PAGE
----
DOE

Dylan Nichols / LATA Kentucky

LATA Environmental Services has finished cleanup at a warehouse at the Paducah Gaseous Diffusion Plant as the Department of Energy prepares to decommission the site.

The nearly 29,000 square foot space held equipment and materials from the facility. The cleanup project began in May 2014 and was accelerated after receiving additional federal funds early last year.

USEC Workers Prepare for More Layoffs

May 12, 2014
http://www.usec.com/gaseous-diffusion/paducah-gdp

About 700 workers at Paducah's United States Enrichment Corporation Plant have been laid off since the plant stopped enriching uranium nearly a year ago. More layoffs are slated for late June or early July.

http://www.usec.com/gaseous-diffusion/paducah-gdp

Federally subcontracted cleanup workers at the Paducah Gaseous Diffusion Plant are facing furloughs in the wake of a partial government shutdown.

Local United Steelworkers Union Vice President Jim Key says Swift & Staley mechanical workers received 51 furlough notices from the Department of Energy this month. 

John Paul Henry

October brings the second round of layoffs at the Paducah Gaseous Diffusion Plant. For local business owners, that is money out of their pockets. One local community staple, just down the road from the plant, has counted on those paychecks for generations.

Most any morning you can find Ray Leigh in the back of a green cinder block building tucked off the Old Highway 60 outside of Kevil, Kentucky. 

There'll be smoke rising from out back, and he'll be cooking barbecue. Strictly old school, coal shoveled barbecue.

Kentucky Attorney General Jack Conway says U.S. Department of Energy officials will request an additional $35 million for cleanup of the Paducah Gaseous Diffusion site, bringing the total spent for Fiscal Year 2014 to $177 million.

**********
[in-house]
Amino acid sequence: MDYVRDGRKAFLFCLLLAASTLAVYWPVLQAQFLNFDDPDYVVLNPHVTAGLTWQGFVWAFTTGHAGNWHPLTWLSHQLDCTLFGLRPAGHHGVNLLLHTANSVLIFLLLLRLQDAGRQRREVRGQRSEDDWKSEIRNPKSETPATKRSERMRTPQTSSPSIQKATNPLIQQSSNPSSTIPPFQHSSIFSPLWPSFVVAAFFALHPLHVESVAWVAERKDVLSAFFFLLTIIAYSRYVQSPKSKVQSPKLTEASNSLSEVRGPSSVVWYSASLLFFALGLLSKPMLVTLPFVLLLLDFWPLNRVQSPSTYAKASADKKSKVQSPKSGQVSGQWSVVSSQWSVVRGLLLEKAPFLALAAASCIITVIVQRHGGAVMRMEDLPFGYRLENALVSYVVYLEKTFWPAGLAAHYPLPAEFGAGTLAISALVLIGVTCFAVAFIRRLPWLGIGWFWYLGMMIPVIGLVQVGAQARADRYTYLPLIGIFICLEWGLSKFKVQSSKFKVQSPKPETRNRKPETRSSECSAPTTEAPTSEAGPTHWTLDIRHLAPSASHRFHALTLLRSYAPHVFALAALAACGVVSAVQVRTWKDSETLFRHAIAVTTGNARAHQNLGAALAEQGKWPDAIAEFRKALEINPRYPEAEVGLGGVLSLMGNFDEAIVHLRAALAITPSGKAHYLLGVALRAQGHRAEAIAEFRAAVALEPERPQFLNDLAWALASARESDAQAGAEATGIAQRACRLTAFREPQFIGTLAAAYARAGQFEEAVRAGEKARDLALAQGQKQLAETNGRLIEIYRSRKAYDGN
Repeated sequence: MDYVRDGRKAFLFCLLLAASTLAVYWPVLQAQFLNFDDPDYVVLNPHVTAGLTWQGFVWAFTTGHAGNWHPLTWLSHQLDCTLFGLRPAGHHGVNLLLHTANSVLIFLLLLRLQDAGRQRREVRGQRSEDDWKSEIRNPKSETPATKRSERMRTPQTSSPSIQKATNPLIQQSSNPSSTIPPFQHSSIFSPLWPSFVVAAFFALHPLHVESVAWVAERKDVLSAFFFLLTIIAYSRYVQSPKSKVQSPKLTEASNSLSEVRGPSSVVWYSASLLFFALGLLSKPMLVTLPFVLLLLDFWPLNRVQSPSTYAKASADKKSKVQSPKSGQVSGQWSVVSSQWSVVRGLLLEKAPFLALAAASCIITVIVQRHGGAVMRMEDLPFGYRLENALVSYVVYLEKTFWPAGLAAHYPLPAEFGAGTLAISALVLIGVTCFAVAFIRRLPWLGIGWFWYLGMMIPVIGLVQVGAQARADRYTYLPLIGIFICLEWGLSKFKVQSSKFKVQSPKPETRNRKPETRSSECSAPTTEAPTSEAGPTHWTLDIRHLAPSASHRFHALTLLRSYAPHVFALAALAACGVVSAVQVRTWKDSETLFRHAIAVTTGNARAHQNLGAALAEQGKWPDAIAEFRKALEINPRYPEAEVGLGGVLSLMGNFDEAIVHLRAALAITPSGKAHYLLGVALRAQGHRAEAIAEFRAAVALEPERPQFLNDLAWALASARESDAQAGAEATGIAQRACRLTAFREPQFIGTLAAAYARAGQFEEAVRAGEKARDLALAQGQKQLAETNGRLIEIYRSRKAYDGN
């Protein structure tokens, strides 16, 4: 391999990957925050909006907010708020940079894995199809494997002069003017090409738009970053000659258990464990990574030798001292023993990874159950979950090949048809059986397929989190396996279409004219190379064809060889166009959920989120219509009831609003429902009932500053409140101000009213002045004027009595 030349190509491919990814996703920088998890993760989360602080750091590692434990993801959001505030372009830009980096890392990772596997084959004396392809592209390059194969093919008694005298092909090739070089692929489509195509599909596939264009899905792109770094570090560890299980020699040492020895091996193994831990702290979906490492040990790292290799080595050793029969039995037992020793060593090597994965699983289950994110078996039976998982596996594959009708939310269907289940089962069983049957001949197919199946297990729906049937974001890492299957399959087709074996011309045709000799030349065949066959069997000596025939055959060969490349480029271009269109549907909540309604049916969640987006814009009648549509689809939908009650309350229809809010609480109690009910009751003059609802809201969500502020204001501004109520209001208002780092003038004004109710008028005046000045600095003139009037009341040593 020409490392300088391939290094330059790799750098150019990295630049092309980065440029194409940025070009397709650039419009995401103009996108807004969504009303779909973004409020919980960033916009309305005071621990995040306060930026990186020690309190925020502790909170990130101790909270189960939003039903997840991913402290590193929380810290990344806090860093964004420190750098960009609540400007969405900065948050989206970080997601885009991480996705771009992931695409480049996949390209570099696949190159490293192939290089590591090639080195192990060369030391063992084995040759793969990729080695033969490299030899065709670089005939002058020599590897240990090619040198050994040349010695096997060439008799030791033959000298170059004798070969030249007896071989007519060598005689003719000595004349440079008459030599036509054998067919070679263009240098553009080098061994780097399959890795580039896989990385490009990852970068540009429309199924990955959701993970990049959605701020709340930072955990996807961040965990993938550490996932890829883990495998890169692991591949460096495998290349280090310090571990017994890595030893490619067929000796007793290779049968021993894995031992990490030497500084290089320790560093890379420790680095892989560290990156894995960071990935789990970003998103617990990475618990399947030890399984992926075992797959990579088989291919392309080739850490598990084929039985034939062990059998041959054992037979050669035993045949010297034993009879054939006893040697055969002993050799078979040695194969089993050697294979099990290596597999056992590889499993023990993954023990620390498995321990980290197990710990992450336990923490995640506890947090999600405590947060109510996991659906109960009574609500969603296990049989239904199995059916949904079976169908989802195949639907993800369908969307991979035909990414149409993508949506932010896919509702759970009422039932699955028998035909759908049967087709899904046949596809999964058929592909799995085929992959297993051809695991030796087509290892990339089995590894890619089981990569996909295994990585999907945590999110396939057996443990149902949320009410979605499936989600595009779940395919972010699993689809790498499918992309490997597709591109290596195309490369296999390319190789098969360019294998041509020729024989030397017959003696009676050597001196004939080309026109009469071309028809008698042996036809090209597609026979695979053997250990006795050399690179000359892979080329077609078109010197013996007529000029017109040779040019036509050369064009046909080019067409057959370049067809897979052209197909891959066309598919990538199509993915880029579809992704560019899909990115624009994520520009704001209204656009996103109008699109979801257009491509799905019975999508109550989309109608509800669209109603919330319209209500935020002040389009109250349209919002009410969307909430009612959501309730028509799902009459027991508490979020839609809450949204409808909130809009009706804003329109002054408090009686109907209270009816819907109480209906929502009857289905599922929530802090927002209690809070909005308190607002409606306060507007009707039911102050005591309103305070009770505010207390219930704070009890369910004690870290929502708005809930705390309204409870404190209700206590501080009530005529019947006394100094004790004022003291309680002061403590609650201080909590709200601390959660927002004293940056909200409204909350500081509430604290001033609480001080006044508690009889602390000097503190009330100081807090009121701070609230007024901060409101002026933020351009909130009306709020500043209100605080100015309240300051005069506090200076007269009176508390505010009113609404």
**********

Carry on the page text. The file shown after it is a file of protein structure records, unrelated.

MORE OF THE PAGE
Conway told members of Paducah’s Community Task Force today that Deputy DOE Secretary Daniel Poneman informed him of the request at their meeting in Washington on July.  However, Conway says he doesn’t think the money allocated so far is enough.

Attorney General Jack Conway says there could be legal ramifications if the Department of Energy fails to cleanup the Paducah Gaseous Diffusion Plant. 

Conway met with two senior Department of Energy officials earlier today to discuss cleanup at the site. The visit comes on the heels of a similar meeting between Gov. Steve Beshear and DOE Secretary Ernest Moniz.

USEC Continuing Shutdown

Jun 19, 2013
wikimedia commons

  The United State Enrichment Corporation is at work shutting down its operations at Paducah’s Gaseous Diffusion Plant. The shutdown comes after losing a federal contract to continue uranium enrichment operations at the Department of Energy owned site. 

http://www.usec.com/gaseous-diffusion/paducah-gdp

The United State's Enrichment Corporation is ending uranium enrichment at the Paducah Gaseous Diffusion Plant saying that there were not enough taxpayer benefits to extend enrichment.

USEC has operated the DOE's Paducah Gaseous Diffusion plant since July 1993 and will stop enriching uranium at the end of May. USEC expects to begin reducing the plant’s workforce in the coming months. However, the corporation plans to continue managing inventory and meeting customer orders in addition to transitioning the plant back to the DOE into 2014.

Department of Energy

The United States Enrichment Corporation and several other companies have sent proposals to the Department of Energy to continue enriching uranium at the Paducah Gaseous Diffusion Plant. USEC is currently operating at the plant but is scheduled to end its work there May 31. USEC spokesperson Paul Jacobson says the corporation is discussing a several month extension at the plant, but that doesn’t change its statement that the high costs and old technology makes continuing commercial endeavors beyond 2013 difficult.

http://www.usec.com/gaseous-diffusion/paducah-gdp

The U.S. Department of Energy is seeking proposals from companies for the Paducah Gaseous Diffusion Plant to try to cut costs while preserving some or all of the 1,200 jobs at the the uranium enrichment site.

An emailed release from the DOE details a formal request for proposals from companies that want to lease or purchase the facility for commercial purposes.

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